- India’s annual budget presented on February 1, 2021, talked about continuing with reforms in sectors such as mining and focused on infrastructure.
- The push for mining and development of roads etc., however, could spell trouble for affected communities and ecologically sensitive areas.
- Experts welcomed some of the budget announcements related to the environmental sector but noted that many of them are just token measures while it lacks intent.
In May 2020, while the economy was facing a slowdown due to Covid-19, the government of India announced a special package worth Rs. 20 trillion for AtmaNirbhar Bharat (self-reliant India), which had measures for all sectors of the economy, including a focus on the mining sector. The budget announced by the government on February 1, 2021, picks up that thread from months ago with a focus on the mineral sector and infrastructure.
The budget brings some good news, in terms of attention towards the environment and clean energy sector. Announcements in the budget included measures for the water sector, renewables, deep-sea biodiversity conservation, controlling pollution, and a hydrogen energy mission.
The May 2020 Atma Nirbhar Bharat (ANB) package was followed by two more small packages to revive the economy. India’s Finance Minister Nirmala Sitharaman, in her budget speech, said the total financial impact of all ANB packages including measures taken by the Reserve Bank of India was estimated to about Rs 27.2 trillion – which amounts to more than 13 percent of India’s gross domestic product.
She said the ANB packages have “accelerated our pace of structural reforms” while recounting that “commercialisation of the mineral sector and agriculture and labour reforms” were undertaken during that period.
However, since their announcement in May last year, both the mining and agriculture reforms have been severely criticised for ignoring the concerns of the communities and stakeholders involved. The commercialisation of the coal sector to decrease India’s coal imports has been under the scanner for ignoring the ill-impacts of mining and rehabilitation issues of the affected communities.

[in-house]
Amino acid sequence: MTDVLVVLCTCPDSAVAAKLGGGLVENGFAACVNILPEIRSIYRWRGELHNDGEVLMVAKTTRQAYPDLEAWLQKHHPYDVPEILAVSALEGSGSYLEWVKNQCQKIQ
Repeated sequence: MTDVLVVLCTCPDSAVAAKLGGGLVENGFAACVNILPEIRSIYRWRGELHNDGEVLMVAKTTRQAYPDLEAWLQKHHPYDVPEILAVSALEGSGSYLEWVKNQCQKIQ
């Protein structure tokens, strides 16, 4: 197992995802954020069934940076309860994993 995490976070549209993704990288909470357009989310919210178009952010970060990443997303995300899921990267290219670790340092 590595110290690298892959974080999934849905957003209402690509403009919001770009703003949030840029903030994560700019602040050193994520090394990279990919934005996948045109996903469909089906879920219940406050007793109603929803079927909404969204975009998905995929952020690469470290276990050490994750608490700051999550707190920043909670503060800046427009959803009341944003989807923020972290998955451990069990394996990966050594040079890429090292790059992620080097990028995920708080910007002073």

In fact, “power, petroleum, coal and other minerals” is one of the main focus areas of Indian government’s policy on “strategic disinvestment of public sector enterprises.” Through disinvestment, the government of India is targeting an estimated Rs 1.75 trillion in 2021-2022.
“We have kept four areas that are strategic where bare minimum CPSEs (central public sector enterprises) will be maintained and rest privatised. In the remaining sectors all CPSEs will be privatised,” said Sitharaman in her speech.
This would mean that the government would open those sectors for private investment while decreasing its own participation to the minimum possible – a move which, once given a final shape, may face resistance as mining by private players in India is often embroiled in conflicts related to land, rehabilitation and resettlement of mining-affected people and pollution-related issues.
According to the data of the Land Conflict Watch, a research group, there are about 52 ongoing mining-related conflicts affecting about 832,114 people involving an investment of about Rs 1.41 trillion.
Another major announcement made by the government in the budget was related to the government announcing its intention of monetising the land.
“The non-core assets largely consist of surplus land with government ministries/departments and public sector enterprises. Monetising of land can either be by way of direct sale or concession or by similar means. This requires special abilities and for this purpose, I propose to use a special purpose vehicle in the form of a company that would carry out this activity,” said the finance minister in her speech.
Some hope for environmental issues in the budget
The budget did show some hope for green issues. The finance minister announced the government’s intention to launch Jal Jeevan Mission (urban) for ensuring universal water supply in all 4,378 urban local bodies with 28.6 million household tap connections, as well as liquid waste management in 500 cities. The project envisaged to be implemented over five years has been proposed at a cost of Rs 2.87 trillion.
To tackle air pollution, the finance minister proposed to provide an amount of Rs 22.17 billion for 42 urban centres in the country with a million-plus population. She also announced a “voluntary vehicle scrapping policy, to phase out old and unfit vehicles” to encourage fuel-efficient and environment-friendly vehicles which will ultimately help in reducing vehicular pollution.
Vivek Adhia, India country director of the Institute for Sustainable Communities, while praising the budget, said: “’India’s Union Budget 2021 lays out clear directions for green, rapid and resilient recovery with a significant boost in infrastructure investments and reform measures.”